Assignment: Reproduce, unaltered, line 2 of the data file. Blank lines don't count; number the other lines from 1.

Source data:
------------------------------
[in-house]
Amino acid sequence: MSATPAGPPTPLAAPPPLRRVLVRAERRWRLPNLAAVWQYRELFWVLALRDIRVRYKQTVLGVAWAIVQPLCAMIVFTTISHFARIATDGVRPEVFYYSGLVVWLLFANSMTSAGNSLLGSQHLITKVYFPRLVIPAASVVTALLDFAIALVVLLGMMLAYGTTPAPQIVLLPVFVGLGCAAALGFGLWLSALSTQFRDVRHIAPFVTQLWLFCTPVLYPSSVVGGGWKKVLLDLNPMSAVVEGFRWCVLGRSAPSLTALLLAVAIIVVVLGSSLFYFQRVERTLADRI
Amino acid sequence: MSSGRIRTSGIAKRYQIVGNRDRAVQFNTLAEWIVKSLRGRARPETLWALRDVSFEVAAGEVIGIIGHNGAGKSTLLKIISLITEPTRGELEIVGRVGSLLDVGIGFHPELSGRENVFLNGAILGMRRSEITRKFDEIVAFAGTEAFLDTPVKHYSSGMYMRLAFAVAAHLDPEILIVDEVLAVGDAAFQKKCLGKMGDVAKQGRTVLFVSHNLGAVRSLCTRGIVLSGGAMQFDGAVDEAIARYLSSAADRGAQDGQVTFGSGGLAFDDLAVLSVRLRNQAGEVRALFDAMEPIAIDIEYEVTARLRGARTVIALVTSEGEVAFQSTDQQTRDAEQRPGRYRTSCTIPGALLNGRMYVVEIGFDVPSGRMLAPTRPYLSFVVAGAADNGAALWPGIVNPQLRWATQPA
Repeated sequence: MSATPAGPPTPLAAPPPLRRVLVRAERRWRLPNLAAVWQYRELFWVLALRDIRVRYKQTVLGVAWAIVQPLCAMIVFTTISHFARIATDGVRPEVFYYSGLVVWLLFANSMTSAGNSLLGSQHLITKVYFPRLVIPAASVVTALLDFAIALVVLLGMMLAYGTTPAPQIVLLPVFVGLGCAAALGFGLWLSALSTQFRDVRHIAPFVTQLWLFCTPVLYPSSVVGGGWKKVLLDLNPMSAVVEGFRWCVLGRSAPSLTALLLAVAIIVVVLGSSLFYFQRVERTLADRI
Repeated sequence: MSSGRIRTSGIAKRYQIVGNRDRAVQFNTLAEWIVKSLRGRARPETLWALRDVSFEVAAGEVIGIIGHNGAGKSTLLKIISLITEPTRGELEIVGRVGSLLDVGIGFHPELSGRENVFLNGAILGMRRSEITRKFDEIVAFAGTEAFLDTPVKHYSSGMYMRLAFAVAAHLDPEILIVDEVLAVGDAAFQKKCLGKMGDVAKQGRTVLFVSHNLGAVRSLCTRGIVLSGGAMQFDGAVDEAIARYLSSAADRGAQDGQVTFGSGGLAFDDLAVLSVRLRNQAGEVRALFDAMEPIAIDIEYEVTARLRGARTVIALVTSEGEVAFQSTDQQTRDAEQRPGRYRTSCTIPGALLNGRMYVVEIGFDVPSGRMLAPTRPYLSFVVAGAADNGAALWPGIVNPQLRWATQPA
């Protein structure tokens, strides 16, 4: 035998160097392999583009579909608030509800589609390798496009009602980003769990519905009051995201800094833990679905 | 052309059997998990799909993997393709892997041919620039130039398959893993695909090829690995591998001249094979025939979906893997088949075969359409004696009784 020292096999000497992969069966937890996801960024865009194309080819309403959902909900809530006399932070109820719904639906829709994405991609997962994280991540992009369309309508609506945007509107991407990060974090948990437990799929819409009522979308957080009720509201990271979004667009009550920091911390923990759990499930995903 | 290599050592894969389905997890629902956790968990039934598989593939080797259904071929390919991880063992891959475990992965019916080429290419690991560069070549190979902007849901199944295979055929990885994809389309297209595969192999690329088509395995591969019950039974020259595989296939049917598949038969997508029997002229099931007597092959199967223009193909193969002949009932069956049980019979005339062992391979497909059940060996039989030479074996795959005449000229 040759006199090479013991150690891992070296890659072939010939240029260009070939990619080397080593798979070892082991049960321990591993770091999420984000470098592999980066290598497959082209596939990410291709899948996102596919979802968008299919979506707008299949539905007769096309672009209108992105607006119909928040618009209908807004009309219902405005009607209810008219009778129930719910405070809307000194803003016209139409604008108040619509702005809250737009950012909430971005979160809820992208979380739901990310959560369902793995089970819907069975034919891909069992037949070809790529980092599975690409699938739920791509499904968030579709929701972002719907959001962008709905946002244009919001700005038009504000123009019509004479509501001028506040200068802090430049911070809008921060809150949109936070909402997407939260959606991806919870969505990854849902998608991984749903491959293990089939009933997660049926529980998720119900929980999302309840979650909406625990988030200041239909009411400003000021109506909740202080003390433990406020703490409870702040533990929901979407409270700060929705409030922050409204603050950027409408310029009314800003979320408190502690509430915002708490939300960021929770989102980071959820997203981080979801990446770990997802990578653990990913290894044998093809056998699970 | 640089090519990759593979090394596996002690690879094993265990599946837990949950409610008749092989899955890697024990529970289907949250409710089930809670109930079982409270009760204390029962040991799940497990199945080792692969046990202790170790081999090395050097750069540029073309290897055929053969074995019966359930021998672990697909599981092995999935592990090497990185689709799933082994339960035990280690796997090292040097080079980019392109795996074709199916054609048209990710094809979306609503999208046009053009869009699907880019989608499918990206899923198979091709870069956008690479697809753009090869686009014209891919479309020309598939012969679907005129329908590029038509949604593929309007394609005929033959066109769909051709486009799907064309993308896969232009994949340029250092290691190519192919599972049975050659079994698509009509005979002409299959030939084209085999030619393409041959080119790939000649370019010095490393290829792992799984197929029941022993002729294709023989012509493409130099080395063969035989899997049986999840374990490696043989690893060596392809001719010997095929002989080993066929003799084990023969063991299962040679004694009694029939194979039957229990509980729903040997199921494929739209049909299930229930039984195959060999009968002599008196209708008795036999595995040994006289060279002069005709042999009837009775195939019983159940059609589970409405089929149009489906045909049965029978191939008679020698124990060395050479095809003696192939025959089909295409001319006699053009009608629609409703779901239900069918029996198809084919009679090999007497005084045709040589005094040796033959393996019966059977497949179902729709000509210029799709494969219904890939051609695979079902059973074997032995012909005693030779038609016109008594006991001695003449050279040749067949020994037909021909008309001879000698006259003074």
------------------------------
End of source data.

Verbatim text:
Amino acid sequence: MSATPAGPPTPLAAPPPLRRVLVRAERRWRLPNLAAVWQYRELFWVLALRDIRVRYKQTVLGVAWAIVQPLCAMIVFTTISHFARIATDGVRPEVFYYSGLVVWLLFANSMTSAGNSLLGSQHLITKVYFPRLVIPAASVVTALLDFAIALVVLLGMMLAYGTTPAPQIVLLPVFVGLGCAAALGFGLWLSALSTQFRDVRHIAPFVTQLWLFCTPVLYPSSVVGGGWKKVLLDLNPMSAVVEGFRWCVLGRSAPSLTALLLAVAIIVVVLGSSLFYFQRVERTLADRI